The expectations of regulators, investors and consumers regarding environmental, social and governance (ESG) initiatives for public companies have been mounting for some time, but they are also gaining traction in the private company arena, where more companies and investors are discovering that prioritizing ESG efforts can create value and improve their competitive advantage.
Over the past 18-months, a number of private equity firms, their limited partners and portfolio companies have heeded the writing on the wall, with some of the world’s largest funds channeling capital into green asset funds, among other ESG-friendly initiatives. A confluence of factors, including strong institutional investor interest in sustainable investing (particularly from pension funds) and rising public consciousness fueled by the pandemic and social unrest, as well as various regulatory actions, is driving funds to act now.
No hotter area on Wall Street
Among the signs that sustainable investing strategies continue to attract record inflows, a recent Goldman Sachs report stated that assets under management at fixed-income funds focused on ESG has increased from $57 billion in 2018 to more than $400 billion today. And, according to Bloomberg, more than $117 billion flowed into ESG funds between June 2020 and June 2021.
On the regulatory front, President Biden’s executive order on climate-related financial risk shows the U.S. federal government, including its financial regulatory agencies, is eager to incorporate climate risk and other ESG issues into financial regulation. The Securities and Exchange Commission (SEC) is one of the primary agencies leading the charge. This month, the SEC’s assets management committee voted to implement diversity disclosures by registered investment advisers and funds and strengthen ESG disclosures for public companies and investment products.
Still, for the most part, many smaller and mid-size private equity firms and portfolio companies are trying to catch up to their larger counterparts. For many, staying abreast of the slew of latest regulatory activity, news and market developments related to ESG alone is a challenge. As a recent opinion article in the Journal of Impact and ESG Investing put it, ESG has become “the catch‐all term for a disparate and confusing range of investment strategies – from low carbon or clean tech‐focused to those skewed toward gender, diversity and inclusion.”
According to the article, “the best protection for ESG investors against greenwashing or a misalignment of their portfolio and their values is to understand the motivation or world view behind the firm, investment teams, fund strategy and due diligence process.”
General considerations for private equity players
ESG initiatives come in various forms and include many considerations which private equity players can implement during the various phases of a fund’s life cycle. For example, portfolio companies seeking to go public — whether through the special purpose acquisition company route, a direct listing or traditional initial public offer — should consider including an analysis of ESG performance and reporting in their public company readiness checklist. Even those that are not pursuing an IPO may still need to meet specific ESG requirements if they want to do business with public companies.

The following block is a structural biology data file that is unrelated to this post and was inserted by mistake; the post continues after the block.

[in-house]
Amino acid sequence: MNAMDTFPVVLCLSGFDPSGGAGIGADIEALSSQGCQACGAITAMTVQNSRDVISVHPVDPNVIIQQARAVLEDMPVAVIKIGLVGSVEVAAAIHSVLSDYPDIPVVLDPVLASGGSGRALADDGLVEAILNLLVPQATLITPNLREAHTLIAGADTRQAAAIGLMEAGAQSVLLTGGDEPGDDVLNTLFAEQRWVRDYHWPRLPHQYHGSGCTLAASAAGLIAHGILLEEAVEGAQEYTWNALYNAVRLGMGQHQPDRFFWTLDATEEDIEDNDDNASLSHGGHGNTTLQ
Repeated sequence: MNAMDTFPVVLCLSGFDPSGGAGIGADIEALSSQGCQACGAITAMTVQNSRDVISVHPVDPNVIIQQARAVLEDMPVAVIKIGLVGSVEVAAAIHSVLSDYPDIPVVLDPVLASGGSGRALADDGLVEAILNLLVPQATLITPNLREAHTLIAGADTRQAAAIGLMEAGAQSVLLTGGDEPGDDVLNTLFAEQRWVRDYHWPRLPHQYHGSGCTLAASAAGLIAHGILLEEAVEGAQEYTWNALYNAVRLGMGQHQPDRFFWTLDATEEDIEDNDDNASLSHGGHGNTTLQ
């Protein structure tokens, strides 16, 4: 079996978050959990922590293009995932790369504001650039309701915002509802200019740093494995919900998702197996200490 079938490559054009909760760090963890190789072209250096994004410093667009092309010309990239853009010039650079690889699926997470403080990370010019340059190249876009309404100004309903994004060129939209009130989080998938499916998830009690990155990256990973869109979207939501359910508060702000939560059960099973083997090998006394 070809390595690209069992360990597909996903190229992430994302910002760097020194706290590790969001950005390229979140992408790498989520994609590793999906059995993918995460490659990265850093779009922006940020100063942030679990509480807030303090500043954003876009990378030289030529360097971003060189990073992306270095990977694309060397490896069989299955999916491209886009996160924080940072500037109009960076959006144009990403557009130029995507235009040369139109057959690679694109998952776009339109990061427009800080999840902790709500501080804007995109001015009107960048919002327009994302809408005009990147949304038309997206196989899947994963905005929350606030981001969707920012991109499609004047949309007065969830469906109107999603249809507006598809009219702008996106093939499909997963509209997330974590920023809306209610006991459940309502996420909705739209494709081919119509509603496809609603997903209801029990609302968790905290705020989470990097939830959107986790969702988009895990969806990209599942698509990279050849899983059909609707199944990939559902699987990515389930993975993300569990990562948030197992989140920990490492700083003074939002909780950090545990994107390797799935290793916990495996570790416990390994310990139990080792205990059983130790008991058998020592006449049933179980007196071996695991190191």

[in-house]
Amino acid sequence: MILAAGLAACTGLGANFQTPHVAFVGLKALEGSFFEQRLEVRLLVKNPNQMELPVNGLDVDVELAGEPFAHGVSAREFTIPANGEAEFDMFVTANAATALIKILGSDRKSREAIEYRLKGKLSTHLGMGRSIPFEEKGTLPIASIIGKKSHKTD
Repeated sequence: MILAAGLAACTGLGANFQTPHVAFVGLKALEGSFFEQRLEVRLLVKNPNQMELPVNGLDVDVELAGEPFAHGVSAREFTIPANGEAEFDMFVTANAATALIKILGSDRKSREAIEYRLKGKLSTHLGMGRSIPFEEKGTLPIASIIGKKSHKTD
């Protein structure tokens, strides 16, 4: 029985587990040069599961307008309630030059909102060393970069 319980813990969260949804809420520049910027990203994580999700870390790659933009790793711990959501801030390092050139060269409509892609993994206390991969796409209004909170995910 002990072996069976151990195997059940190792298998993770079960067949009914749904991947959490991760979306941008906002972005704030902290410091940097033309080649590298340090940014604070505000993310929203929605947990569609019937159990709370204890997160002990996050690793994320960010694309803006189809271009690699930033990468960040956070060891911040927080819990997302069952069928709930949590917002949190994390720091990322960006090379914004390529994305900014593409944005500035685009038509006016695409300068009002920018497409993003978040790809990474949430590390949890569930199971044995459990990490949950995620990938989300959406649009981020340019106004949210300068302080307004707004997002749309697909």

When raising capital, the general partners should proactively scope ESG engagements to ensure they meet the criteria of the pension funds and other limited partners that are increasingly weighing ESG standards in their screening analysis and decision making. ESG factors should also be integrated into the private equity firm’s initial investment decision-making process. For instance, in the due diligence phase, the investment committee should consider requiring each deal to identify material ESG risks and opportunities and how they may be mitigated or managed.
During the portfolio management phase, private equity firms should seek to create value by making capital investments in sustainability opportunities identified through systematic monitoring of ESG issues and trends. Some of these initiatives may be new to the respective industry or may have been existing but weren’t discovered during due diligence.
Whatever the case, management should recognize that the value of doing things right could mean a higher outlay in actual dollars in the short term, but, in the longer term, it could increase the investee’s valuation and ability to operate, attract and retain in-demand talent, maintain a good reputation and avoid legal quagmires and regulatory scrutiny. The increased cost should be measured against these greater benefits.
Using SASB standards
More private equity firms are using industry-specific standards developed by the Sustainability Accounting Standards Board (SASB) to guide the disclosure of financially material sustainability information by companies to their investors. Available for 77 industries, the SASB standards identify the subset of ESG issues most relevant to financial performance in each industry.
Private equity is not specifically addressed as a standalone industry among SASB’s industry-specific standards; however, the asset management and custody activities industry, which includes companies that are engaged in private equity investment, is listed. Some of the ESG topics that SASB lists as relevant to this industry are transparent information and fair advice for customers, employee diversity and inclusion (D&I), business ethics and systemic risk management.